The sequencing of the wheat genome means researchers will finally have access to genetic tools to help with wheat development — an advantage other crops have had for years.
It should also mean that Ontario growers will see quicker-developed varieties with traits like fusarium head blight resistance.
Wheat’s genome was finally sequenced earlier this year by a global project called the International Wheat Genome Sequencing Consortium (IWGSC) and made freely available.
Why it matters: Wheat has lagged behind in speed of trait development compared to other crops like corn and soybeans.
Wheat is responsible for about 20 per cent of the calories consumed in the world, Andrew Sharpe told the recent Grow Canada conference in Ottawa. Sharpe is director of genomics and bioinformatics at the Global Institute for Food Security (GIFS) at the University of Saskatchewan. He co-led Canada’s contribution to the global wheat genome sequencing project with Curtis Pozniak, researcher and wheat breeder at the Crop Development Centre in the University of Saskatchewan’s College of Agriculture and Bioresources.
There are good reasons why the wheat genome has taken so long to sequence. Firstly, it doesn’t have the private-sector research push of crops like corn and soybeans, and secondly, the genome is gigantic, compared to other species.
It is, for example five times larger than the human genome. As a result, it has taken 13 years and more than 200 scientists from 73 research institutions in 20 countries working through the International Wheat Genome Sequencing Consortium (IWGSC).
The journal Science published the highest quality wheat genome sequence in August.
The wheat genome is also more complex than other species, said Sharpe.
“The wheat genome is composed of very similar DNA repeats nested in one another, like a set of Russian dolls,” he said.
A breakthrough in algorithmic assessment ability also helped the researchers get to the full map. Israeli company NRGene has technology that made the billion-piece puzzle a million pieces, and then that million-piece puzzle a thousand pieces, he said.
A new project, started last year, called the 10+ Wheat Genomes Project, led by Pozniak, is a global effort to sequence the 10 most-grown wheat varieties around the world.
Agronomic and consumer implications
“Corn and soybeans have certainly seen bigger gains in development than wheat has,” said Ellen Sparry, general manager of C&M Seeds, an Ontario seed company focused on wheat. “Part of that is that they’ve been sequenced.”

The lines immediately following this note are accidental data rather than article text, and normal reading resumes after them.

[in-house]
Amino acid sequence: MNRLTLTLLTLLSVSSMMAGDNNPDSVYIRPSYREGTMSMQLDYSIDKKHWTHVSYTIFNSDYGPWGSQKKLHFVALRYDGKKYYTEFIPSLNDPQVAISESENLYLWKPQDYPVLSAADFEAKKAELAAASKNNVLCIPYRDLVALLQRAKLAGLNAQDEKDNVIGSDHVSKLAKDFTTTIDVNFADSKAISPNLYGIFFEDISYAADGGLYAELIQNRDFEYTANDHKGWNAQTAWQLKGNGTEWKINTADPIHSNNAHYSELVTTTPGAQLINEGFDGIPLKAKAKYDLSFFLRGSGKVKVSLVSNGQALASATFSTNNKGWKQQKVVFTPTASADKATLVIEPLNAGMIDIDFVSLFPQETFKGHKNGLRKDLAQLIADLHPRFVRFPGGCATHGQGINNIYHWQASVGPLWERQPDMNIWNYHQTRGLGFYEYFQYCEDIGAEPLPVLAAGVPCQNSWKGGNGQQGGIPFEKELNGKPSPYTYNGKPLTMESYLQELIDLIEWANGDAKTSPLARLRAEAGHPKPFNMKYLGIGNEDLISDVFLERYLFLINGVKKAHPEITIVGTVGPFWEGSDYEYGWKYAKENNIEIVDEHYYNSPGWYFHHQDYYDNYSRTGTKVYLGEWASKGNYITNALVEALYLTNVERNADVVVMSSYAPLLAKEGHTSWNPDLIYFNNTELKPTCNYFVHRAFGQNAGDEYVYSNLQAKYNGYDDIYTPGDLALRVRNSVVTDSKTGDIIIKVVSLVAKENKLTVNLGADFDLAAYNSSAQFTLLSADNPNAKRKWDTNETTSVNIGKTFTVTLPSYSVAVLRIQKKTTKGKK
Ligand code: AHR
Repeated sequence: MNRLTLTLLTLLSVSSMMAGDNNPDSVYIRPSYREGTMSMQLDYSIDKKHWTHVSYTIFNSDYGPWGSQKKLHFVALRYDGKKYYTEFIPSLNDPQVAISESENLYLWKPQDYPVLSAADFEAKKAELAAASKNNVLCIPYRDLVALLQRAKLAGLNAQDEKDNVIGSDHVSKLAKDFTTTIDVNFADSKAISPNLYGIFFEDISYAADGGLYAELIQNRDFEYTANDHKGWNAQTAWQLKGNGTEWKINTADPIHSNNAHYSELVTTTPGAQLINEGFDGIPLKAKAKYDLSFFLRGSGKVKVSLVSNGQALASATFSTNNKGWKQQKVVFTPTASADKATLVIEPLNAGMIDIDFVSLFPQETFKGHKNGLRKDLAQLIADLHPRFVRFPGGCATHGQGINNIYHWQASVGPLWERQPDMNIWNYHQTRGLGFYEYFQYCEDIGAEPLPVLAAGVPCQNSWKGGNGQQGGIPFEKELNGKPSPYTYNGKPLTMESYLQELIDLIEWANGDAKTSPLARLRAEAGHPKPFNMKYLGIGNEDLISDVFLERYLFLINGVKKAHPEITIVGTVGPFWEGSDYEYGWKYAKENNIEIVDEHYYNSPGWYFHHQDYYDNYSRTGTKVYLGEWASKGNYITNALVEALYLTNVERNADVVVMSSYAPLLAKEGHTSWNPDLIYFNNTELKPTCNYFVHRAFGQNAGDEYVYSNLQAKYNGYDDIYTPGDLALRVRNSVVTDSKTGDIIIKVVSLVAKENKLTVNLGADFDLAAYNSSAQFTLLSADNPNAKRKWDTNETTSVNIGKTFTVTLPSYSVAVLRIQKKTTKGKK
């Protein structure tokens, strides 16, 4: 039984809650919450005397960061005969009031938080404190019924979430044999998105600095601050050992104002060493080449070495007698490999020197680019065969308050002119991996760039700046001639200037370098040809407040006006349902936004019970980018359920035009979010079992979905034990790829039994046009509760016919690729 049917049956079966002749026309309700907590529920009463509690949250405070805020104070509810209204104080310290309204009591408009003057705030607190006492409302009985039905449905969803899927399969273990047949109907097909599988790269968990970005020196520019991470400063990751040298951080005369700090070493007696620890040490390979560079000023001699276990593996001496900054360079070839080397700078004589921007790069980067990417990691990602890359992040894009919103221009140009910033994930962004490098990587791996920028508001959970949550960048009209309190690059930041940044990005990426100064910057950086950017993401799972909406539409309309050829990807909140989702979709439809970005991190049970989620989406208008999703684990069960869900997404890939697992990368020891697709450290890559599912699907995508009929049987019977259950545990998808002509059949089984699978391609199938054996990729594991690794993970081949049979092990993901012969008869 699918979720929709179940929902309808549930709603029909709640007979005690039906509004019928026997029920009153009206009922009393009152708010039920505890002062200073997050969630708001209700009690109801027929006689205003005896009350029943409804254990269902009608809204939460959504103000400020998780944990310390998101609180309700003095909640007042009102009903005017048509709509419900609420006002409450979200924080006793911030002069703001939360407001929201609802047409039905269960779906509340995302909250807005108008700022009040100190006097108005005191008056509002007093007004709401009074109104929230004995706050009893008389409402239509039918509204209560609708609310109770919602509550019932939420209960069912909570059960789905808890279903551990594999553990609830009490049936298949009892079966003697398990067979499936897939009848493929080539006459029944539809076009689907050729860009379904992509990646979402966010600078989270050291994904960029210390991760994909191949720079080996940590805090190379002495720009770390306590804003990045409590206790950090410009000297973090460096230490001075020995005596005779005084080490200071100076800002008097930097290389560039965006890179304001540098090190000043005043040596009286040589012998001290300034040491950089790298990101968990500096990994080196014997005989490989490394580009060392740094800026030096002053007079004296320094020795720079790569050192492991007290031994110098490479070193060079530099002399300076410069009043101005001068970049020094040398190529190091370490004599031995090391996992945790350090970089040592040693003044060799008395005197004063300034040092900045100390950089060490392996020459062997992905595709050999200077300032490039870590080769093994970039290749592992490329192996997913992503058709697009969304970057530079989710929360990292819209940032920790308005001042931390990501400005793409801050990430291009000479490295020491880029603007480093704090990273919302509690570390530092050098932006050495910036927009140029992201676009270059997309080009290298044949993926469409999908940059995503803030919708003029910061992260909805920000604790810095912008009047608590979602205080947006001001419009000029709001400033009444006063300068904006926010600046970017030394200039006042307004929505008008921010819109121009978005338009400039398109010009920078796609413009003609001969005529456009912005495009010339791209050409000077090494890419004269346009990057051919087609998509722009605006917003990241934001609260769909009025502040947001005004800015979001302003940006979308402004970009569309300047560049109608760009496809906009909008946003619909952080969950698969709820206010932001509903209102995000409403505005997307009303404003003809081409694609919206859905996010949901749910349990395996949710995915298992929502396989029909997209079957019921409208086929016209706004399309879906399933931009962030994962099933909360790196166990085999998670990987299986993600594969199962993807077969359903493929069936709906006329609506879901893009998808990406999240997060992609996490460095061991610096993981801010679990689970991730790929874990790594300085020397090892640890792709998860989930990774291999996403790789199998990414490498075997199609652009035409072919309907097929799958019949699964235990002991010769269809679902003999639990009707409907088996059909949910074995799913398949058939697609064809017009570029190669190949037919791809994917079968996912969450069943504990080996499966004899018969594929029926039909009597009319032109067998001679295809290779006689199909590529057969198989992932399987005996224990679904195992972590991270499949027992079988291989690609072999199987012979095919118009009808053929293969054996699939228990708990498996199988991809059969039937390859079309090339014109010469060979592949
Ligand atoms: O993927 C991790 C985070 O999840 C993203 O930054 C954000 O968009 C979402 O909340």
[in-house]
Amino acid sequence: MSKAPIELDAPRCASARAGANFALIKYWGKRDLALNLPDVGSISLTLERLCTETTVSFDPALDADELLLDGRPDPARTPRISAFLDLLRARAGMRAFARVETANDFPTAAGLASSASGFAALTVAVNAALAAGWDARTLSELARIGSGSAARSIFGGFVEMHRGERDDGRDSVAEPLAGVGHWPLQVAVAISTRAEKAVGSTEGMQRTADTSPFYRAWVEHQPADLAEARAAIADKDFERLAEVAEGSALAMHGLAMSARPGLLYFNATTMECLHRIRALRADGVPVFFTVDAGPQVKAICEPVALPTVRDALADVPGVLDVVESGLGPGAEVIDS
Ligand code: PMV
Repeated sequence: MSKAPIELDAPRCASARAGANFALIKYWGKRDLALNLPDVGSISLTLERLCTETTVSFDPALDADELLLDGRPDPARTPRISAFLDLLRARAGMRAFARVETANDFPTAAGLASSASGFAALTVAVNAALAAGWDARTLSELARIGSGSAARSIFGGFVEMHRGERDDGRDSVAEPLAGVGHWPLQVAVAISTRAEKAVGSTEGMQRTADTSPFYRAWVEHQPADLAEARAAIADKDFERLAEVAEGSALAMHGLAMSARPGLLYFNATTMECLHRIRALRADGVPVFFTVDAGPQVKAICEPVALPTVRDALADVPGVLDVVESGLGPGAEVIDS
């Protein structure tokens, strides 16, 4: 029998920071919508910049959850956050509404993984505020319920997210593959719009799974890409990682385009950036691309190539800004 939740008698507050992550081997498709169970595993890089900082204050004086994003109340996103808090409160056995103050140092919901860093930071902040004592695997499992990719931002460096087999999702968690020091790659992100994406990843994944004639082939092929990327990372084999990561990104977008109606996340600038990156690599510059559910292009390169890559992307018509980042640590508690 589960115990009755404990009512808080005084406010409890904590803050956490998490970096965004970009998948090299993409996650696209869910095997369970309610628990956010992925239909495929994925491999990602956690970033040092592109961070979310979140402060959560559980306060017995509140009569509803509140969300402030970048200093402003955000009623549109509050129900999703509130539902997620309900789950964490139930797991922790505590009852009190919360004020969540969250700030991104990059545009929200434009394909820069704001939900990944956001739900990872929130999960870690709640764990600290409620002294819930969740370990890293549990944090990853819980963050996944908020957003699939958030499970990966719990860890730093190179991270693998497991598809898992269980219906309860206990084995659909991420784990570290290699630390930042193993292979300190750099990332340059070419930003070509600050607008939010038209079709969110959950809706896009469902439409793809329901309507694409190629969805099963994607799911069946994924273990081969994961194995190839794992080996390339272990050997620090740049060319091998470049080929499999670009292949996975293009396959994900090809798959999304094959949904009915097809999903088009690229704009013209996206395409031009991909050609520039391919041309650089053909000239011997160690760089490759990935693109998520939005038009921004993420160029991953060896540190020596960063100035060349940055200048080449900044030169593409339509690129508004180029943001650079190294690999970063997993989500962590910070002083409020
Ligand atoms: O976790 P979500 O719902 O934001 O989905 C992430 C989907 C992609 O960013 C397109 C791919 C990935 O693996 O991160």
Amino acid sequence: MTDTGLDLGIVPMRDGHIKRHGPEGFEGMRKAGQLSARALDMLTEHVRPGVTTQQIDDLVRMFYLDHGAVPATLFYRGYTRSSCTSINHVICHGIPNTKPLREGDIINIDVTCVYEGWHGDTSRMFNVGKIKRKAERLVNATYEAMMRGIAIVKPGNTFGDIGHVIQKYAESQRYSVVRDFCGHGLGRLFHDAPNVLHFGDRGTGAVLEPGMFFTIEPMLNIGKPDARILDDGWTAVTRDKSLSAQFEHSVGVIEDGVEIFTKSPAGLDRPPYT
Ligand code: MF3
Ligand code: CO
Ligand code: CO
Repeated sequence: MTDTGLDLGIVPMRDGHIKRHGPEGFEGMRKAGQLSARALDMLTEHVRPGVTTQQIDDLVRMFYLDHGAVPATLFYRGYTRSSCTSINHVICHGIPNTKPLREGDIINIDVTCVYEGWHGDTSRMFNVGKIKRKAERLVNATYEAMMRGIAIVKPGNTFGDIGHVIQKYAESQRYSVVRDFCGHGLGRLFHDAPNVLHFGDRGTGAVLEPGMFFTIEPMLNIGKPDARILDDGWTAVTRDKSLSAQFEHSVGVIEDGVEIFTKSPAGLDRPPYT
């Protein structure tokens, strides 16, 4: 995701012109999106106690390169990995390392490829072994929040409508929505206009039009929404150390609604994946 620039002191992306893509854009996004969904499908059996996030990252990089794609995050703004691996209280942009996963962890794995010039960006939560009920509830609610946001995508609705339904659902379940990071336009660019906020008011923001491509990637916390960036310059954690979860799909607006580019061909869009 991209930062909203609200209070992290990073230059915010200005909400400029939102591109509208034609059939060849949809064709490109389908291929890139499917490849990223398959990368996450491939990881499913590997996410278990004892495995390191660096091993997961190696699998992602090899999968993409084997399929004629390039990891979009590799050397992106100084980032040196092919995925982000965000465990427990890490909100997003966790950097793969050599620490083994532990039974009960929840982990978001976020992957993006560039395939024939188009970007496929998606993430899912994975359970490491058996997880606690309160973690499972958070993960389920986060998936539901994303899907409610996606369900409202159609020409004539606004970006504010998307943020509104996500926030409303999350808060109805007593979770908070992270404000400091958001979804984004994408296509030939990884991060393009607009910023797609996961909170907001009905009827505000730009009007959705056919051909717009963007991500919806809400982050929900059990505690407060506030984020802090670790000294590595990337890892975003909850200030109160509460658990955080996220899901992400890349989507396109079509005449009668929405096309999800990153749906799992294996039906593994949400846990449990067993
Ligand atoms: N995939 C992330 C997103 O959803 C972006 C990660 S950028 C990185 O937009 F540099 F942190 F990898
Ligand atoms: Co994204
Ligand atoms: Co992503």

The genome is like a map so breeders and researchers can return to areas of the genome that are known to affect different traits, making the breeding process more efficient. It can also help understand how genes affect each other.
It takes 12 to 15 years to develop a new variety of wheat through to commercialization, said Joanna Follings, cereals specialist for the Ontario Ministry of Agriculture, Food and Rural Affairs. That time could be cut by a third now that the genome has been sequenced, she said.
The mapping of the genome means that more efficient decisions can be made on crosses while breeding new wheat varieties.
Sharpe said that understanding the genome also means that gene editing will be possible, but the technology has not been accepted around the world. Most countries are still sorting through how it will be regulated. Gene edits involve turning on and off genes within a plant, compared to adding in genes as is done in standard genetic modification.
There is potential for faster development in both agronomic and customer-appreciated traits, said Sparry.
A gene for stem thickness has already been identified, she said, which could lead to better ability to breed for resistance to lodging in wheat.
Follings said managing an increasing amount of disease, insect and weather damage, some due to climate change, could be helped by having a quicker ability to breed resistance into the cereal crop.
C&M Seeds has been a leader in finding markets for novel wheats, and also sees potential in consumer-focused traits that can be better targeted now that the genome is known, said Sparry.
Proteins could more easily be targeted to help people with gluten-tolerance issues. Other options could be higher fibre wheats.
“We would love to participate in any of that when it happens and bring value to the value chain,” she said.
Both Follings and Sparry said that the genome sequencing is another tool in the toolbox of the breeder. There are no wheat lines developed using genetic modification, so unless consumer preferences change, conventional breeding will be needed to carry out the crosses to get the desired traits to commercialization. But with the genome now known, those traits can be identified and crossed into production more quickly than ever before.